Turmeric is safe, says Sabinsa

By Shane Starling

- Last updated on GMT

New Jersey-based botanicals player, Sabinsa Coprporation, has published a paper in defense of its turmeric extract after the herb’s safety was questioned in an article published in the American Journal of Clinical Nutrition.

Sabinsa scientists scrutinized samples of the company’s Curcumin C3 Complex and found low levels of oxalate, which the AJCN ​article suggested existed at high levels in some commercial samples.

“The amount of oxalic acid in a dose of Curcumin C3 Complex is 88 times lower than the lowest level needed for a food to be classified as ‘high oxalate’,”​ Sabinsa said in a statement.

Oxalate is a form of oxalic acid and has been linked to kidney disease when consumed at high levels. High oxalate foods are those with 22-99mg of oxalic acid per standard food serving. Low oxalate foods have between 5-10mg per serving.

Speculation

Sabinsa said the AJCN ​had fed speculation that dietary supplements containing turmeric extract could increase the risk of kidney stone formation in susceptible individuals.

“The inference was based on a human clinical study, wherein subjects received supplemental amounts of turmeric spice powder,”​ Sabinsa said. “The published paper does not cover research on carefully standardized extracts of curcuminoids from turmeric. It only refers to the raw spice that contains numerous natural compounds, in addition to the curcuminoids.”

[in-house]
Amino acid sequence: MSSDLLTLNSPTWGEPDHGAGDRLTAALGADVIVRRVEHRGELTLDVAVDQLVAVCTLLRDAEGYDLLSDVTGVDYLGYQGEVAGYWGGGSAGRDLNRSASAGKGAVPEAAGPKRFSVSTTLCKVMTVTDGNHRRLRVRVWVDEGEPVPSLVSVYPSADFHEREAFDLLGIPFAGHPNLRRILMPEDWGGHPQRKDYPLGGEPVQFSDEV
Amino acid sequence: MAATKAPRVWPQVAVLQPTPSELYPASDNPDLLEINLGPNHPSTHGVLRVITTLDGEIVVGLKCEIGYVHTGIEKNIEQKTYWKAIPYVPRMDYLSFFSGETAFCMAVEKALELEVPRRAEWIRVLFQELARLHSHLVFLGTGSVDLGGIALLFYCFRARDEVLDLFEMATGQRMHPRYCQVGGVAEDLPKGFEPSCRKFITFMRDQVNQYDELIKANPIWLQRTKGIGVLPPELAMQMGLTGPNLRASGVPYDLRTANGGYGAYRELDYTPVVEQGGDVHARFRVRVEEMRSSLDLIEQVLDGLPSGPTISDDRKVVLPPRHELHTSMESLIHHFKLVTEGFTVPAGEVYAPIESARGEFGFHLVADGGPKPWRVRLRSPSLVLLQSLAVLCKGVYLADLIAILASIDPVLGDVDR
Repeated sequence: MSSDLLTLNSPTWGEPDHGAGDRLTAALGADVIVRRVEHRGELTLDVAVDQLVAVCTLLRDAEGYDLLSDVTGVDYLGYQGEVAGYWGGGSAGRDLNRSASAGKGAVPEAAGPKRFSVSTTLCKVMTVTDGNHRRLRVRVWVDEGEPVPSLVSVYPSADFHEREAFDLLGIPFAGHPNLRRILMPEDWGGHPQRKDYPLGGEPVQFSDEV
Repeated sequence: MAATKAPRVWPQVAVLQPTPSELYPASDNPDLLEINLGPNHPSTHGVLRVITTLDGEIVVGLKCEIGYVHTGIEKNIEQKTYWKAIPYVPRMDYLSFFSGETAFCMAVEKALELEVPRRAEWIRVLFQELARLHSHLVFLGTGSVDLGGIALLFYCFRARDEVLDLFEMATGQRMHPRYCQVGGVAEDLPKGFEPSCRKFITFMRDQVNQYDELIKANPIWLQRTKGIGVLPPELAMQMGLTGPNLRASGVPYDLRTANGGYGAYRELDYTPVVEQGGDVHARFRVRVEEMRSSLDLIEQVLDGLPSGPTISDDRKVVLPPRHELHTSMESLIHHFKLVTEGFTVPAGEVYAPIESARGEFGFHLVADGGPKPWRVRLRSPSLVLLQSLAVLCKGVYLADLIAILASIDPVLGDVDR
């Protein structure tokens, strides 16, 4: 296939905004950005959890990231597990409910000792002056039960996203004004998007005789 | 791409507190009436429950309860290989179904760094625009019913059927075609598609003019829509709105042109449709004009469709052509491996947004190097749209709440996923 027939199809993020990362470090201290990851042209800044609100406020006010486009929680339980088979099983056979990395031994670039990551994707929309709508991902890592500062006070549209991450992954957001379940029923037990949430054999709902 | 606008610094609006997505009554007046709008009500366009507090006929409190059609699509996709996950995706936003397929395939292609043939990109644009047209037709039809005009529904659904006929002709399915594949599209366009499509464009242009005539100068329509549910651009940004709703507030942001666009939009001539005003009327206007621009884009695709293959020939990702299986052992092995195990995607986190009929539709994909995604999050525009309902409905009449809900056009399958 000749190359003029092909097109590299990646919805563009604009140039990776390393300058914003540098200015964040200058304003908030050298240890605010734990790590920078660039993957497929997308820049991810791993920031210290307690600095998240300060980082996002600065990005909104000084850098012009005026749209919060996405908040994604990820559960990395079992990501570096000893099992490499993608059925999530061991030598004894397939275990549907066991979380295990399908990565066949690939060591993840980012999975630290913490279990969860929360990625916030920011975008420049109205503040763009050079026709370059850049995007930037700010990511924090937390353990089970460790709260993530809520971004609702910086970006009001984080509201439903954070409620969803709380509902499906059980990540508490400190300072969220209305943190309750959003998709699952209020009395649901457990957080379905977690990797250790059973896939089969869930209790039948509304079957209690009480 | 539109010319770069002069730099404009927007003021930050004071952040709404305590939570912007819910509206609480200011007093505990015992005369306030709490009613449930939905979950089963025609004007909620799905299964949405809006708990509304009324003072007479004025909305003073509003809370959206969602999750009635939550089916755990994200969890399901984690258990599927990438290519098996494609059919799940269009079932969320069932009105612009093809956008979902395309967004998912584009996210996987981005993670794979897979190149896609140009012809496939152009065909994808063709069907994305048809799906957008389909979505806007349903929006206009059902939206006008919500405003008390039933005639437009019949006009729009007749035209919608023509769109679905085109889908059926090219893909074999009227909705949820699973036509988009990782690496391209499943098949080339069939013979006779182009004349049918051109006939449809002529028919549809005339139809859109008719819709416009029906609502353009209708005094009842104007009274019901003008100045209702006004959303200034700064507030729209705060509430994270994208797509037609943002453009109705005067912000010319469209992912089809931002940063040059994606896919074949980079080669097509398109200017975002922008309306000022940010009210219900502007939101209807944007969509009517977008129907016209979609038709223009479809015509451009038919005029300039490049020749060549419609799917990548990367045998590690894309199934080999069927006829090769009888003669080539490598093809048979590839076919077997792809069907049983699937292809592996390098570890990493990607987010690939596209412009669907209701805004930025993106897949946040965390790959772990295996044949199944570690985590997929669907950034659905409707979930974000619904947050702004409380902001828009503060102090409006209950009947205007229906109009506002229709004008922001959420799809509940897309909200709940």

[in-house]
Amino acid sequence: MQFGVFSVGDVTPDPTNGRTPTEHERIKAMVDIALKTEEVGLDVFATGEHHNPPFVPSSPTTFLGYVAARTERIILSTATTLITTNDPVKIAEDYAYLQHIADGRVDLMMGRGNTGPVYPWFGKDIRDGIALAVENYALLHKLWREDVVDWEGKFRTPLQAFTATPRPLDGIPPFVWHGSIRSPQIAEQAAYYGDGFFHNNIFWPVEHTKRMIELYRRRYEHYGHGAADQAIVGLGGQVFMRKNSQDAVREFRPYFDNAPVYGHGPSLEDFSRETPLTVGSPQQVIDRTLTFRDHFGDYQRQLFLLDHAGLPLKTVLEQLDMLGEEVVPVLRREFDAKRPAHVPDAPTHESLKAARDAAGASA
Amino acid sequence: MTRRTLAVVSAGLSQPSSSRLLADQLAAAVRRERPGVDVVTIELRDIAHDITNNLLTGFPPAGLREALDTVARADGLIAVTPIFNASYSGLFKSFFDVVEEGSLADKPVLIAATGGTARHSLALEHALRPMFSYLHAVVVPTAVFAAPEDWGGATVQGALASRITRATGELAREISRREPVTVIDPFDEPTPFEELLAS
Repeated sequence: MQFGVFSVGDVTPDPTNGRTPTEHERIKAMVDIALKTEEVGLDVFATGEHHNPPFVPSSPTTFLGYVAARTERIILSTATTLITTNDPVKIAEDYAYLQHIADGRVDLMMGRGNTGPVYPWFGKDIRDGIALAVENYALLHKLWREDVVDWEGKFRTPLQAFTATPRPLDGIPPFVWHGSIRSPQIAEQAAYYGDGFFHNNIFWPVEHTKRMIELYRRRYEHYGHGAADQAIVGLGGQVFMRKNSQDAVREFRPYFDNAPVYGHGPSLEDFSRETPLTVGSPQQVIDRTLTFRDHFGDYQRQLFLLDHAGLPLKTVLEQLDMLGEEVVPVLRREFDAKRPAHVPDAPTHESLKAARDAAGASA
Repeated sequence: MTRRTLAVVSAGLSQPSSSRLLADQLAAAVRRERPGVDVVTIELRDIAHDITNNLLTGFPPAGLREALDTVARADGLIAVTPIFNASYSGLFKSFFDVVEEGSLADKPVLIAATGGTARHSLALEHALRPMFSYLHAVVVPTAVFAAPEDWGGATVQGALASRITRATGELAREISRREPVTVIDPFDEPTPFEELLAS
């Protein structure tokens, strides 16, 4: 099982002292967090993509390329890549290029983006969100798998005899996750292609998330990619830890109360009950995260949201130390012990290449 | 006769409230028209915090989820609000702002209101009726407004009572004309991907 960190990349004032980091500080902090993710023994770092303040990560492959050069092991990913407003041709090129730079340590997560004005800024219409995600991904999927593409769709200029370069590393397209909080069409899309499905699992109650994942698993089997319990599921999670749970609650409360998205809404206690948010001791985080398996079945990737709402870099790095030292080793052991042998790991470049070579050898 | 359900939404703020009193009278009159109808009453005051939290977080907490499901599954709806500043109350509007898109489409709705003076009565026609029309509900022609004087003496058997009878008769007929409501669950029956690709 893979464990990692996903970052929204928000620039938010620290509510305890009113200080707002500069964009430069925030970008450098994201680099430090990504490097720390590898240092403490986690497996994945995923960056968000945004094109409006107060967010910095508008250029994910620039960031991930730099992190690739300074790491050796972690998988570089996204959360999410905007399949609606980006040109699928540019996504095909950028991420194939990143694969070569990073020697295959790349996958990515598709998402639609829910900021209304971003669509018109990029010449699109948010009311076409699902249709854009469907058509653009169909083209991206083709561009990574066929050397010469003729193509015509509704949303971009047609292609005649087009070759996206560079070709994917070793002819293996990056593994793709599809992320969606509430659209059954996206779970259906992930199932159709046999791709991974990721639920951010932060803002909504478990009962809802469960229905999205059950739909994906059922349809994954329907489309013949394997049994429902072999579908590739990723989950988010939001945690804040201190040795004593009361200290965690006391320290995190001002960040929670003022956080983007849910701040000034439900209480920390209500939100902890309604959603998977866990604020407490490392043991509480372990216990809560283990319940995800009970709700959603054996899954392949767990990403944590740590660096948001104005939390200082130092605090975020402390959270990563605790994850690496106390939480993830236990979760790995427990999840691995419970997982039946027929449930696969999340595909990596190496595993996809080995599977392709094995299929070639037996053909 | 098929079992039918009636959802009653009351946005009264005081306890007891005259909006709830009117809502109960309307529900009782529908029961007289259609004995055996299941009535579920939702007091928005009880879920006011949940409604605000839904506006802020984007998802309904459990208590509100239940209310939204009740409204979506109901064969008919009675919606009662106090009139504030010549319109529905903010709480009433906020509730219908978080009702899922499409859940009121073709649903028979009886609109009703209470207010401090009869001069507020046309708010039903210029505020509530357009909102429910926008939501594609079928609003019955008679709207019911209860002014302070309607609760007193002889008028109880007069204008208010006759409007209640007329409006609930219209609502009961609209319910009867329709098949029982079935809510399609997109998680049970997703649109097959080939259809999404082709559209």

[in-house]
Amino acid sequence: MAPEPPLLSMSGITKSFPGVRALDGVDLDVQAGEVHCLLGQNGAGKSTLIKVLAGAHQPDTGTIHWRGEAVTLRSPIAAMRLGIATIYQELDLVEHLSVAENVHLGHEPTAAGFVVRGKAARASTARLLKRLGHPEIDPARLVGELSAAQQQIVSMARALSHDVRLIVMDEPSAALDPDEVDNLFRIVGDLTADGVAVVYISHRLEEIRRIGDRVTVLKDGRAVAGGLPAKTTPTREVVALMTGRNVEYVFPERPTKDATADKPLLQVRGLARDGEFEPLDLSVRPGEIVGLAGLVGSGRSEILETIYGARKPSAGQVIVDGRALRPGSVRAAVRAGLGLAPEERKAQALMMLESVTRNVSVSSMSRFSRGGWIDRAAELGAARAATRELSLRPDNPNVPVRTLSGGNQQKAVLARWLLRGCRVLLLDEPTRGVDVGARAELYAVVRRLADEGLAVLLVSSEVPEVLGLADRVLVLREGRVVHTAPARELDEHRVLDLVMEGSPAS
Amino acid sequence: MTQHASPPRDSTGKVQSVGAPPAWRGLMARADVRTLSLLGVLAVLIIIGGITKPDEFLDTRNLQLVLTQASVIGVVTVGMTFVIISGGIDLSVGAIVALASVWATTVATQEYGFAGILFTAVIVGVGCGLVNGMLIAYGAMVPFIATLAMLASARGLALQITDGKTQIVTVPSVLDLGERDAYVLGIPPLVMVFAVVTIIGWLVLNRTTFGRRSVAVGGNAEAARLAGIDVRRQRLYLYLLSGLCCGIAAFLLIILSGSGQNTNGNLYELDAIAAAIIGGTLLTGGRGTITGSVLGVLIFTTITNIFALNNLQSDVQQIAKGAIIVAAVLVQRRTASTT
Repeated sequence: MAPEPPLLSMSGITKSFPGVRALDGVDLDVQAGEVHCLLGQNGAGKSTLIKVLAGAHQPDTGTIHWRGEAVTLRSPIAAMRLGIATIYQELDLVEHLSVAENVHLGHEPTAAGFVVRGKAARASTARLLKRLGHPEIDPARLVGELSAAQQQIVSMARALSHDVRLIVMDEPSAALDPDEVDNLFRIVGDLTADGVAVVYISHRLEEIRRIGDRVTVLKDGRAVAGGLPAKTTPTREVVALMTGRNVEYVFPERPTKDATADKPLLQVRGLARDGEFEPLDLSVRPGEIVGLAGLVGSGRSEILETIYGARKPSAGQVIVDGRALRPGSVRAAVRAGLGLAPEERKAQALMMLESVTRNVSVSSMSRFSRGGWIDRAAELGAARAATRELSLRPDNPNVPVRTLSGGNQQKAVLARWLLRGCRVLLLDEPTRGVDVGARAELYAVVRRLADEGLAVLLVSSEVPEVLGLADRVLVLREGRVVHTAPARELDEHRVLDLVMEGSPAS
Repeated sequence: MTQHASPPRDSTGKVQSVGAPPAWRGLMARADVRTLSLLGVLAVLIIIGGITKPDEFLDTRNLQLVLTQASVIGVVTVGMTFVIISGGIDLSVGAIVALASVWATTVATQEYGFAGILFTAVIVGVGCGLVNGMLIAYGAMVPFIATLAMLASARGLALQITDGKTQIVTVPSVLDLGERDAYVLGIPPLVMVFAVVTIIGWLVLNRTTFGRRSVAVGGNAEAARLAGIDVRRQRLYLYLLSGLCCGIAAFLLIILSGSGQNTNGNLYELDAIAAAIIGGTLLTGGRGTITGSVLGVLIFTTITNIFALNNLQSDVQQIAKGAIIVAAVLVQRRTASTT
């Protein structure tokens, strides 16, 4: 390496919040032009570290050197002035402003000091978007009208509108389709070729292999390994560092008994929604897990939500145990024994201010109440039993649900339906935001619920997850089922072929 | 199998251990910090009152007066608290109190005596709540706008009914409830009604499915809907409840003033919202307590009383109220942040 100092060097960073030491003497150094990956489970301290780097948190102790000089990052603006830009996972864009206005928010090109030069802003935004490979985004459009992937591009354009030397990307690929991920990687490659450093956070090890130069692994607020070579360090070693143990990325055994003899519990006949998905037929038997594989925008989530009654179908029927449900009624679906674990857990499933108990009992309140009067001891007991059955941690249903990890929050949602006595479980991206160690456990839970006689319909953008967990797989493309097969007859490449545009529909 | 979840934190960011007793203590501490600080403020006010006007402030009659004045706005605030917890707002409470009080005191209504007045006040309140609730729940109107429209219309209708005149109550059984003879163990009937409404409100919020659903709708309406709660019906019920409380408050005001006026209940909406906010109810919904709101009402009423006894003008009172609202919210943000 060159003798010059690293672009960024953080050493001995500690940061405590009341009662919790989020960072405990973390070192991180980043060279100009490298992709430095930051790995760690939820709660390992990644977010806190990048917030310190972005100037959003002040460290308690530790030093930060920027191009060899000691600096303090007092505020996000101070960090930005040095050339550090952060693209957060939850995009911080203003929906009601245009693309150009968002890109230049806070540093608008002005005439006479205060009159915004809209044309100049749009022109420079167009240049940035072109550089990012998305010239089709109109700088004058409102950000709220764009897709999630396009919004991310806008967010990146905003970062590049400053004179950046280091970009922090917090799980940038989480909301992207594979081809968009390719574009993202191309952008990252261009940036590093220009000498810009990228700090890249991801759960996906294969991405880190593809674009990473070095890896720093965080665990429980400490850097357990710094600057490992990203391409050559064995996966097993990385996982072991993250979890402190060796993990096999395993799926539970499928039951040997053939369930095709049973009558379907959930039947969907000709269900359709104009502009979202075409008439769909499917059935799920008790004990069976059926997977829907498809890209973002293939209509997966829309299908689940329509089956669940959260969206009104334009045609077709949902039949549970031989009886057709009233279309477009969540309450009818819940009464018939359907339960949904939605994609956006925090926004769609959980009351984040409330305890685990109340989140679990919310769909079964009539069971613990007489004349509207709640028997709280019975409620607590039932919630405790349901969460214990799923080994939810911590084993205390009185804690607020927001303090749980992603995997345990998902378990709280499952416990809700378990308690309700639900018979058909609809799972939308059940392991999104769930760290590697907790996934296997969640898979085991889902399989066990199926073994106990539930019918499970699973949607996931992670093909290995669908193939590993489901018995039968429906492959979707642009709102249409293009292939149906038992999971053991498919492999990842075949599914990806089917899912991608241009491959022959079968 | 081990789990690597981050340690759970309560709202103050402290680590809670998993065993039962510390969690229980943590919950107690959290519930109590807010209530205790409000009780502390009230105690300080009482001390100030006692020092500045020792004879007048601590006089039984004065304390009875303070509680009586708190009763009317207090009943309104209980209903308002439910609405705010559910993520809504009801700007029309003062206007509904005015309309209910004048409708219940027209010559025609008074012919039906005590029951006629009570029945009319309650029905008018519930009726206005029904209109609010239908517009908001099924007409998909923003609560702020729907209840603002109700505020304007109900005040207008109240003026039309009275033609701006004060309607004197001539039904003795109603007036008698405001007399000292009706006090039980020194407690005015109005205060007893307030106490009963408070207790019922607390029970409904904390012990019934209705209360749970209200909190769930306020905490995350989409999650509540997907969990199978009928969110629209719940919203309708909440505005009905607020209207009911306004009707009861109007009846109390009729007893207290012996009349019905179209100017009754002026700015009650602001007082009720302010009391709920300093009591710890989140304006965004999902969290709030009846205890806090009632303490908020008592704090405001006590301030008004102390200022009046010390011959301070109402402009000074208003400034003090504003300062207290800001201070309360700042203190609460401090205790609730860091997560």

It added: “…we did not anticipate to find significant amounts of oxalic acid in the standardized extract. Actual experimentation confirmed this presumption.”

The company employed HPLP analysis to test the products. It noted that trials involving turmeric supplement doses of up to 12.5g had turned in oxalate levels of 20000ppm (245mg of oxalate). But supplements using Curcumin C3 Complex at its own recommended doses of 500mg registered only 250ppm (0.025mg) – well within low oxalate levels.

Curcumin C3 Complex is comprised of curcumin at 70-80 per cent; demethoxycurcumin at 15-20 per cent and bisdemethoxycurcumin at 2.5-6.5 per cent.

Sabinsa said the complex was being utilized by a number of clinical researchers and had been granted Investigational New Drug status by the Food and Drug Administration (FDA) as well as “other regulatory organizations overseas”.

Sabinsa had assisted the United States Pharmacopeial Convention (USP) build recently published monographs for both turmeric and curcuminoid extracts.

Curcumin benefits

An eight-week clinical trial involving Curcumin C3 Complex and published last year found consumption of curcumin can benefit advanced pancreatic cancer sufferers.

The study, published in the American Association for Cancer Research's Clinical Cancer Research​, was conducted by researchers at the University of Texas – MD Anderson Cancer Center.

They found Curcumin C3 Complex, despite possessing what they called limited absorption potential, had anti-cancer potential albeit in a small number of participants.

“A key question related to treatment with curcumin is its poor bioavailability after being taken orally. Our results also indicated that only low levels of curcumin are detectable in plasma (steady-state level at day 3 is f22-41 ng/mL),”​ the researchers wrote.

“Nevertheless, some of the patients had biological activity of curcumin as evidenced by the anti-tumor effects in two patients and by effects on cytokine levels and on NF-nB, COX-2, and pSTAT.”

Curcumin C3 Complex is produced from dried rhizomes of turmeric.

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